The grants to the Sate Departments of Health and Human Services would provide funding to connect 5,000 cancer-afflicted Minnesota children and their parents to potentially life-saving research and offer lower cost care alternatives to 17,000 Minnesotans with Alzheimer's disease.
Forum Communications highlighted some of the other impacts of Sen. Hann's decision:
Dayton and his commissioners said thousands of Minnesota could lose health assistance in the next five years, including:
– Those who could benefit from $18 million in aid to people with chronic diseases.
– Children who could receive cancer diagnosis quicker.
– More than a million Minnesotans who use private wells for drinking water; a federal program provides money to manage the wells.
Diabetes is a serious disease with life-threatening complications such as heart disease, stroke, blindness, kidney disease and amputation.
In the United States, nearly 26 million people have diabetes and an additional 79 million people are at risk for developing type 2 diabetes. Recent estimates project that as many as 1 in 3 American adults will have diabetes in 2050 if current trends continue.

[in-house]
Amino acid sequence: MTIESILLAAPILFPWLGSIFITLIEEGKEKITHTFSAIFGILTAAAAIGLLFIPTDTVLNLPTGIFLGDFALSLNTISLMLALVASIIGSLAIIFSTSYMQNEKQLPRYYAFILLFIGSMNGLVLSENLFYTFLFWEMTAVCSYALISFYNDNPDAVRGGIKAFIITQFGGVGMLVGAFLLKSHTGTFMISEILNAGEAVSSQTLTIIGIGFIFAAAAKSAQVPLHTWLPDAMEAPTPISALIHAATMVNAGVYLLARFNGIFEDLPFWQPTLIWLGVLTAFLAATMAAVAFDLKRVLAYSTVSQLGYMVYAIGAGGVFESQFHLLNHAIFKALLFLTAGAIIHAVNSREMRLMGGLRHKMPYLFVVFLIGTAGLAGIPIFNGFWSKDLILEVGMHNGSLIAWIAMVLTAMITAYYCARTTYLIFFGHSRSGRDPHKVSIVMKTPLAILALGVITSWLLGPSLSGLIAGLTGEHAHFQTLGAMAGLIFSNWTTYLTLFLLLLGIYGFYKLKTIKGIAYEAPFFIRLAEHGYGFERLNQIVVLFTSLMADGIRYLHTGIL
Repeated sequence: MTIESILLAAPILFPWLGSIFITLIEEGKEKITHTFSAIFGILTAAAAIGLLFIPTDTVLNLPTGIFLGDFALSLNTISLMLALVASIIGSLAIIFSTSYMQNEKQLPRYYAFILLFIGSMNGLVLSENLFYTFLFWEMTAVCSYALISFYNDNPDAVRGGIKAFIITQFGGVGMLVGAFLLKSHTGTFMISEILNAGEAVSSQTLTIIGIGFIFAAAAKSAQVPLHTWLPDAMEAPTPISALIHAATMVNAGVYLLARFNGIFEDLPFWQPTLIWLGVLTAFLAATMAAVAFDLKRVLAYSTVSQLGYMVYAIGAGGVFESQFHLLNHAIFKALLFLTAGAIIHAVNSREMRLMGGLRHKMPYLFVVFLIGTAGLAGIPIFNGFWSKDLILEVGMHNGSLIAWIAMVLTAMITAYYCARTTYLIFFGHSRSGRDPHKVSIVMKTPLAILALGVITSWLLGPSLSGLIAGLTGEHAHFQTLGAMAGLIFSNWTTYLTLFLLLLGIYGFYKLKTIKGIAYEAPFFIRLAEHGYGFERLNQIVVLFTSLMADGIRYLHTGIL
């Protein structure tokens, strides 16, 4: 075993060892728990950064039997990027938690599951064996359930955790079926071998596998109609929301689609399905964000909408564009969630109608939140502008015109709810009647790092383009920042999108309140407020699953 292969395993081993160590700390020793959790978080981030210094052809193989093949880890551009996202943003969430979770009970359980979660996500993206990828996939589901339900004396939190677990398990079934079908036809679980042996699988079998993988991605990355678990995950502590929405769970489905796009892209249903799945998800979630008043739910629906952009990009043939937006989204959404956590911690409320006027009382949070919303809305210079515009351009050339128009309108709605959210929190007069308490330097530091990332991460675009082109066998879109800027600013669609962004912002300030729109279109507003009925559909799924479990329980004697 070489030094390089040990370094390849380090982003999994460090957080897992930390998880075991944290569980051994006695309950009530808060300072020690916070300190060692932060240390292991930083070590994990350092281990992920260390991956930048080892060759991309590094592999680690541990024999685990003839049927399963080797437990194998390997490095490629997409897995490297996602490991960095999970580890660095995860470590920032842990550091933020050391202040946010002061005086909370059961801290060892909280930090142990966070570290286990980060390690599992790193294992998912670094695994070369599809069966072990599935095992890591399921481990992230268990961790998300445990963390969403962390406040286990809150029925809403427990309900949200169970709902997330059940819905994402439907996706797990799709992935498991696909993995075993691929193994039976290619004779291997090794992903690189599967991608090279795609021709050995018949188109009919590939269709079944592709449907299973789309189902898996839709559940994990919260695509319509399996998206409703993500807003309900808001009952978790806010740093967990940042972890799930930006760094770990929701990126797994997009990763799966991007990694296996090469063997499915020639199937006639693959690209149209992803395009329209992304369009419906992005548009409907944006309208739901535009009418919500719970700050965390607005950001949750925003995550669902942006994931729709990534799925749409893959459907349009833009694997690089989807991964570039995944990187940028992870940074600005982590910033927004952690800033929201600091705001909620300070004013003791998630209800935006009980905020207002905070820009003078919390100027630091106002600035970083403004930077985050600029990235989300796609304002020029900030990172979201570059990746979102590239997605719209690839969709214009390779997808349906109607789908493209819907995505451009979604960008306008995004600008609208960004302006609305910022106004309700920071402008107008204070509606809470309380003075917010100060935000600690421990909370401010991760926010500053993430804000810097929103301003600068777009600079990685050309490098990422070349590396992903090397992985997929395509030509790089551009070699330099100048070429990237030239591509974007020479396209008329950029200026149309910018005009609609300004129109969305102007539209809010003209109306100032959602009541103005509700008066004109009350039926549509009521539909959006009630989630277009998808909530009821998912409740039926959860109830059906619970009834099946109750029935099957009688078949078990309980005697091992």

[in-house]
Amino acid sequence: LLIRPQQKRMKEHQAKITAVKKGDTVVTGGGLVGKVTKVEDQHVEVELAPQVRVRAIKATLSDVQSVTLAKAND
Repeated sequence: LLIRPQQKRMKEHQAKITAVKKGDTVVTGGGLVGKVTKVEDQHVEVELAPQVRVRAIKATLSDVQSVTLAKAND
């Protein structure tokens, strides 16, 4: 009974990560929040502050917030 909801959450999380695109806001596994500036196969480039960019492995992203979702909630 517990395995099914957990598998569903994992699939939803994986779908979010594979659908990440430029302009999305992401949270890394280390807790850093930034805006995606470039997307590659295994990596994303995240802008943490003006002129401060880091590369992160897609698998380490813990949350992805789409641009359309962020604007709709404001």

An increase in community awareness is necessary to fight and put a stop to this trend.
To view the proclamation, click here.
In 2010, lung cancer was the leading cause of cancer death in Minnesota, the United States and the world. Among men, 90 percent of these lung cancer deaths are attributed to smoking. Among women, that number is 80 percent. However, because lung cancer can be caused by secondhand smoke, in addition to smoking, those diagnosed often are not smokers themselves.
Increased awareness of these facts plays a critical role in preventing, diagnosing and treating further lung cancer cases. In that spirit, Governor Dayton has proclaimed the month of November to be Lung Cancer Awareness Month in the state of Minnesota.